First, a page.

India can draw inspiration from Nottingham win four years ago (Preview)

July 28th, 2011 - 7:54 pm ICT by IANS  

Gautam Gambhir Nottingham, July 28 (IANS) India should draw inspiration from their 87-run win here four years ago when the world’s top Test team takes on England in the second cricket Test at Trent Bridge here Friday.

To add to India’s big 196-run loss in the first Test at Lord’s, they were done in by injuries to opening batsman Gautam Gambhir, pace spearhead Zaheer Khan and batting maestro Sachin Tendulkar’s viral infection.

While the not-fully-fit Zaheer has more or less been ruled out by skipper Mahendra Singh Dhoni himself, Gambhir and Tendulkar have been declared fit for the match. Zaheer, who pulled a hamstring bowling his 14th over on the opening day of the Lord’s Test, skipped Wednesday’s nets and either Shantakumaran Sreesanth or Munaf Patel will come in for him.

India, who have always been slow starters overseas, will be looking to bounce back at Trent Bridge. Middle-order batsman V.V.S. Laxman still cherishes India’s victory here four years ago that saw them winning the series 1-0.

“We have the potential to bounce back and we have done that in the past,” Laxman said. “We lost badly against South africa in Centurion but came back strongly to draw the Test series for the first time on South African soil.”

Sreesanth though erratic is highly energetic and his ability to swing and generate pace on a bouncy Trent Bridge pitch could tilt scales in his favour. Munaf on the other hand is a safe bet to hold his end up with his immaculate line and length.

Dhoni’s other problem is the inability of off-spinner Harbhajan Singh to strike. The feisty spinner has picked up 27 wickets from his last seven matches but on the Lord’s track England batsmen played him with ease. He picked up just one wicket from 56 overs giving away 218 runs. In the absence of Zaheer, Harbhajan will have a big role to play.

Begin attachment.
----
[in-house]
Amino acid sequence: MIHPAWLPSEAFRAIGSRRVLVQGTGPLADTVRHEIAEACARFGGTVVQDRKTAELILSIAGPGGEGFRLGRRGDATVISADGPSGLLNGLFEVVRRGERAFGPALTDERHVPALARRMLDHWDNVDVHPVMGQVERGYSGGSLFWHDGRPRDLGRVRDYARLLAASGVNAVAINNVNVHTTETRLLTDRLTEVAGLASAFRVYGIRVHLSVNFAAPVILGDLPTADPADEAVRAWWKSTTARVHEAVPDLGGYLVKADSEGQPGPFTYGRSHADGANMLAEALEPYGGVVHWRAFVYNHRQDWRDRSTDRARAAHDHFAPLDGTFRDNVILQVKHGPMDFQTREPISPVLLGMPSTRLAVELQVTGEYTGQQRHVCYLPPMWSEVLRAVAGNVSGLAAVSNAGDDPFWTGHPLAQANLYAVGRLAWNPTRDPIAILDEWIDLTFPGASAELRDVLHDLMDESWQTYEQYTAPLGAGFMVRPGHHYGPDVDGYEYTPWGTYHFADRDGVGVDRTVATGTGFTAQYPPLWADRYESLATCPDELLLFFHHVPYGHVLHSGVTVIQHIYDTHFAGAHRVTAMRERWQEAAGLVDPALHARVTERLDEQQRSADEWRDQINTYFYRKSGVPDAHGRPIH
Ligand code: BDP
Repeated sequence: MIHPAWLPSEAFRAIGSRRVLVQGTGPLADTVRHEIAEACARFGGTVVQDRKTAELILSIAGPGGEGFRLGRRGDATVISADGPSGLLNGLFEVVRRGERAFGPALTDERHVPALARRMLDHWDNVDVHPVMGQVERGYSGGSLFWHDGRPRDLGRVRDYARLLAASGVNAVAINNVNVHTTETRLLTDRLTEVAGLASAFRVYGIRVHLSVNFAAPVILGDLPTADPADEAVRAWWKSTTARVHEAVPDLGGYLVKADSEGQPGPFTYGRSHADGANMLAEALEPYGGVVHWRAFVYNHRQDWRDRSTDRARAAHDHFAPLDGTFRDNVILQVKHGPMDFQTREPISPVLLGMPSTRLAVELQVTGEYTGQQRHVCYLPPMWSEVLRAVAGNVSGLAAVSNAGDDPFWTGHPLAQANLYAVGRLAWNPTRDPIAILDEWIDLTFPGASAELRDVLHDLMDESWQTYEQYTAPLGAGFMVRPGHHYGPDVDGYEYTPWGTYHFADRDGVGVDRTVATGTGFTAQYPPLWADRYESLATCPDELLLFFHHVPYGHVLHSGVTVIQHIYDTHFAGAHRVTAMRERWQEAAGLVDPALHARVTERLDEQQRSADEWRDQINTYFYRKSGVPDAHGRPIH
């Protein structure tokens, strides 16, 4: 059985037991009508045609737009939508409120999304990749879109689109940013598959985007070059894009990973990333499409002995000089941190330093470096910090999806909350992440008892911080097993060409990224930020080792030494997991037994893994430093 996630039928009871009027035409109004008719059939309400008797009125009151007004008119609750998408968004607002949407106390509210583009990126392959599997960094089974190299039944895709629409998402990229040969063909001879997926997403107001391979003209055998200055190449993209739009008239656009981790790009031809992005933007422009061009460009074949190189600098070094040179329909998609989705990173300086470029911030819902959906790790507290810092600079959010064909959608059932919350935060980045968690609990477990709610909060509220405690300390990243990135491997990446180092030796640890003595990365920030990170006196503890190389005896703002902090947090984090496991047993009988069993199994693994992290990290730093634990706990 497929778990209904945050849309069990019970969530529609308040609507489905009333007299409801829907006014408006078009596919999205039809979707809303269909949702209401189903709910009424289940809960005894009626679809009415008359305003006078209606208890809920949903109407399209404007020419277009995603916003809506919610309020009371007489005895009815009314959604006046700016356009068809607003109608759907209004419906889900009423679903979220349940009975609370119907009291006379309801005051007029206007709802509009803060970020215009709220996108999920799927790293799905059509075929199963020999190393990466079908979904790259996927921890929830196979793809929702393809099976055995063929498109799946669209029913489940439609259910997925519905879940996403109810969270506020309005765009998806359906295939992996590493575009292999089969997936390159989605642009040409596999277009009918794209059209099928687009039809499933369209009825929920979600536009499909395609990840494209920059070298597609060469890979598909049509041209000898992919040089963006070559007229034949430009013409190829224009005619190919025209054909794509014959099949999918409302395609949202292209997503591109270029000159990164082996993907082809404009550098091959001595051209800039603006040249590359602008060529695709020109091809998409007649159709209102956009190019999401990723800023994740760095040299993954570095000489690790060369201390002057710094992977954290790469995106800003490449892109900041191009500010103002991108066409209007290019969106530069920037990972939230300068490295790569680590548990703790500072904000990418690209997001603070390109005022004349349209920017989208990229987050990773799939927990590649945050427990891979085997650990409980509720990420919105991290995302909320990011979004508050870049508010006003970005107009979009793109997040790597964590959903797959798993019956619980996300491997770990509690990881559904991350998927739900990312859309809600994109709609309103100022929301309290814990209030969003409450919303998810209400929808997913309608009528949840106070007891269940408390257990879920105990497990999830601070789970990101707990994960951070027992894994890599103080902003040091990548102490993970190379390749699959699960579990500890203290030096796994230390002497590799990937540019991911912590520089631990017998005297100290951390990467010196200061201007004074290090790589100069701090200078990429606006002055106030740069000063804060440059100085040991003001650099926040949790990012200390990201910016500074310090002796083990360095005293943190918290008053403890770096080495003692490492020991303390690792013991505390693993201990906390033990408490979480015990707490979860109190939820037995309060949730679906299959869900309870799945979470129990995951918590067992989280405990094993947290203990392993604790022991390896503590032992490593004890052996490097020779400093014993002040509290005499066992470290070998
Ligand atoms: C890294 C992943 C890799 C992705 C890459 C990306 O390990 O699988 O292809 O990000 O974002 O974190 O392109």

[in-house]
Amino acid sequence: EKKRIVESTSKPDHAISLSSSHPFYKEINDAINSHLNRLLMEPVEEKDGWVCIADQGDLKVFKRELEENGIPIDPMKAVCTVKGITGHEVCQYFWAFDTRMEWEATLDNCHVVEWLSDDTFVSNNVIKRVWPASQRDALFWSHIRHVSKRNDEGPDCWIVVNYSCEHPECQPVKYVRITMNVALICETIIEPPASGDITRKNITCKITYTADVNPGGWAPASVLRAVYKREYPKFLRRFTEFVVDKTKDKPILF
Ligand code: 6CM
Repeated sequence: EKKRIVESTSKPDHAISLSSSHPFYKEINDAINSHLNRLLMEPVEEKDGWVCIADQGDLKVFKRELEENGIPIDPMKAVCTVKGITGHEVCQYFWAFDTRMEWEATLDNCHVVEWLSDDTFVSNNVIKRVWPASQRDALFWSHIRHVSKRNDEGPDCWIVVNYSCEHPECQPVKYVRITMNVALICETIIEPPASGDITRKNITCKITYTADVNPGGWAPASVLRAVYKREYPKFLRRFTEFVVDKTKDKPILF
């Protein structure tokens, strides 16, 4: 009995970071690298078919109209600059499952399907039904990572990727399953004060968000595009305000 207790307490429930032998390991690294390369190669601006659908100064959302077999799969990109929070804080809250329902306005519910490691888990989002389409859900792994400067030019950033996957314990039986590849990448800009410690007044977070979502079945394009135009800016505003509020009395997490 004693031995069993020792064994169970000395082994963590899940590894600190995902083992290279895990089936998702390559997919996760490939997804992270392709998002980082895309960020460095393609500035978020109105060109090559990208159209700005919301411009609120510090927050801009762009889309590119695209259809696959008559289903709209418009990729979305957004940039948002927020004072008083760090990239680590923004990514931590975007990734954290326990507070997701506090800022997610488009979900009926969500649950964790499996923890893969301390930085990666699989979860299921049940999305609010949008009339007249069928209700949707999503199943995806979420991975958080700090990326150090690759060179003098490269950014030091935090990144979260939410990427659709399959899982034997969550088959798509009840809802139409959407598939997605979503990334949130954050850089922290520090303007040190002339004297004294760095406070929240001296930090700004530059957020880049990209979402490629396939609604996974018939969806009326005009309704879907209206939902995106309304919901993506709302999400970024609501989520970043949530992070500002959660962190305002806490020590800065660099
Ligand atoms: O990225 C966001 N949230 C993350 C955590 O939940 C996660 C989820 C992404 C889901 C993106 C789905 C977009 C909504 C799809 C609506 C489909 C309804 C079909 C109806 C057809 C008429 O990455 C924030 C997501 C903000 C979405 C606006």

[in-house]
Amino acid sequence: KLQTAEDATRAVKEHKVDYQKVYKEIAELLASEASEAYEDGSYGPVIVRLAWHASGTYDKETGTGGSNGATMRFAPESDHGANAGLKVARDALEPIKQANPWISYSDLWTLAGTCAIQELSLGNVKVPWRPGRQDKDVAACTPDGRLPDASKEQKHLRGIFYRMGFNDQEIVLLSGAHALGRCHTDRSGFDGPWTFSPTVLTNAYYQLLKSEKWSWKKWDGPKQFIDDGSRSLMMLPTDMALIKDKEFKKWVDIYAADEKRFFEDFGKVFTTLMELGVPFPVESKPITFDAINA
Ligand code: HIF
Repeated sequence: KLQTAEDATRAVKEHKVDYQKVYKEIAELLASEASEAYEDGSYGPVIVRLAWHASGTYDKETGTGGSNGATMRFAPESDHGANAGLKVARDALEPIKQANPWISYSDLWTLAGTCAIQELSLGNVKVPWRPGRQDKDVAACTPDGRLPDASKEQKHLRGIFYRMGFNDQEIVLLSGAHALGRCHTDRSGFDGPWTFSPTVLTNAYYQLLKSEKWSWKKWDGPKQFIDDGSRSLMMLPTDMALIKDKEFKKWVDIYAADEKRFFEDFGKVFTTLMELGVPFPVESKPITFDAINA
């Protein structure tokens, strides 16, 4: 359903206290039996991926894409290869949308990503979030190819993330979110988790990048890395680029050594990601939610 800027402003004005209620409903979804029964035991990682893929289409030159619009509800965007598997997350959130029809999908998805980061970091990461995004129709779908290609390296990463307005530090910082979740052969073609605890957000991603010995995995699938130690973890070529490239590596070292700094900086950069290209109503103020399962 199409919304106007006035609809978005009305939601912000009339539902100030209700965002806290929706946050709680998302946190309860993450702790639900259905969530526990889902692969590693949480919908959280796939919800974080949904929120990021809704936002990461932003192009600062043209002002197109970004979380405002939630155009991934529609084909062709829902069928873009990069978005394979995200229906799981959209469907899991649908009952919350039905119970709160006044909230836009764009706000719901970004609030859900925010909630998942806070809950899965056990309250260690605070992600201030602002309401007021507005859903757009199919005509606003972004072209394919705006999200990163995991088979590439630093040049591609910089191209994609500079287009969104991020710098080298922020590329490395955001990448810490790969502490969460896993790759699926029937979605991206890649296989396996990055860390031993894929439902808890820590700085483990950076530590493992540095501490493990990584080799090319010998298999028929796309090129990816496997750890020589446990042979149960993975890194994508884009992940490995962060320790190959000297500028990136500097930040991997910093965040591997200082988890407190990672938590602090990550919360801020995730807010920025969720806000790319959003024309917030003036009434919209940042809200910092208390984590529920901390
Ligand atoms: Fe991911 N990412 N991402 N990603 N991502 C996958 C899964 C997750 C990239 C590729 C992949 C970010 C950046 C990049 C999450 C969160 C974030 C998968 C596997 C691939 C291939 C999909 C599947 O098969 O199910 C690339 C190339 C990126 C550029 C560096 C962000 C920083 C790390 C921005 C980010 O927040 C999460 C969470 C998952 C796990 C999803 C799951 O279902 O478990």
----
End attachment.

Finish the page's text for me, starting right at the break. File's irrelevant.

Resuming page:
Pacers Ishant Sharma and Praveen Kumar shouldered the attack brilliantly at Lord’s. Ishant’s fiery spell in the second innings, when England were reduced to 62 for five, raised India’s hopes, but the absence of a third seamer cost them the match.

All eyes will again be on Sachin Tendulkar, who continues to chase his 100th international century. Tendulkar, who fell cheaply in both the innings of the first Test, is in for a big innings here.

More than a hundred from Tendulkar, India need a good start and opening batsmen Abhinav Mukund wants to play his own game instead of trying to step into the shoes of Virender Sehwag, who is expected to be fit for the third Test at Edgbaston, Birmingham.

Mukund was impressive in the first innings of the Lord’s Test, scoring 49 at a decent strike rate of 55.

“It is big boots (Sehwag’s) to fill, but I want to play my own game,” Mukund told reporters.

“I don’t want to replace Sehwag. I just want to play how I want to play. If it comes off, it is going to help the team.”

For England it will be a big chance to take a 2-0 lead and that will put enormous pressure on the Indians to stay as world’s number one team. They will be banking on the good form of the pacers, but Chris Tremlett could miss the match.

The 6-foot-8-inch-tall pacer Wednesday skipped the training, owing to a stiff hamstring. The team management tried to forestall suggestions that he may be doubtful for the Test, saying Tremlett was “managing his workload”. But he could be replaced by Tim Bresnan, who failed to make the cut at Lord’s, with Stuart Broad getting the nod.

Broad admitted he doubted himself ahead of the Lord’s Test but was happy to prove doubters wrong with a match haul of seven for 74 runs.

“It was pleasing to come back into this Test series and do well. Because that was the first time I’d ever been doubted, or had a lot of criticism. To be able to put that to the back of my mind and perform like I did gave me a lot of confidence - because there are going to be times again when I am taking stick,” he said.

England’s pace spearhead James Anderson, who picked up five wickets in the second innings at Lord’s, believes the visitors could be on the verge of “great things.”

“If we keep playing good cricket and concentrate on the little things that get us there, we hope the end product will be becoming the number one team in the world. It’s an overriding goal, but it’s not something we go into each game thinking about,” he said.

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